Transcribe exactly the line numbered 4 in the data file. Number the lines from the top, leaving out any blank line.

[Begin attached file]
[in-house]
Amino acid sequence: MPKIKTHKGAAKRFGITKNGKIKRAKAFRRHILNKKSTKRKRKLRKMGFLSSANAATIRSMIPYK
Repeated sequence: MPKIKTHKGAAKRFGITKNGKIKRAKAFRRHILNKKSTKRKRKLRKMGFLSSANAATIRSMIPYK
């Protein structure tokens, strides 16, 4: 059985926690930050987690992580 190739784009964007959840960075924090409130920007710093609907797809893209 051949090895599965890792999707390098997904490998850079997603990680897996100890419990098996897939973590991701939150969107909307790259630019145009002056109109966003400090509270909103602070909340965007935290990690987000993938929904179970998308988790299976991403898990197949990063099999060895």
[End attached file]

């Protein structure tokens, strides 16, 4: 059985926690930050987690992580 190739784009964007959840960075924090409130920007710093609907797809893209 051949090895599965890792999707390098997904490998850079997603990680897996100890419990098996897939973590991701939150969107909307790259630019145009002056109109966003400090509270909103602070909340965007935290990690987000993938929904179970998308988790299976991403898990197949990063099999060895």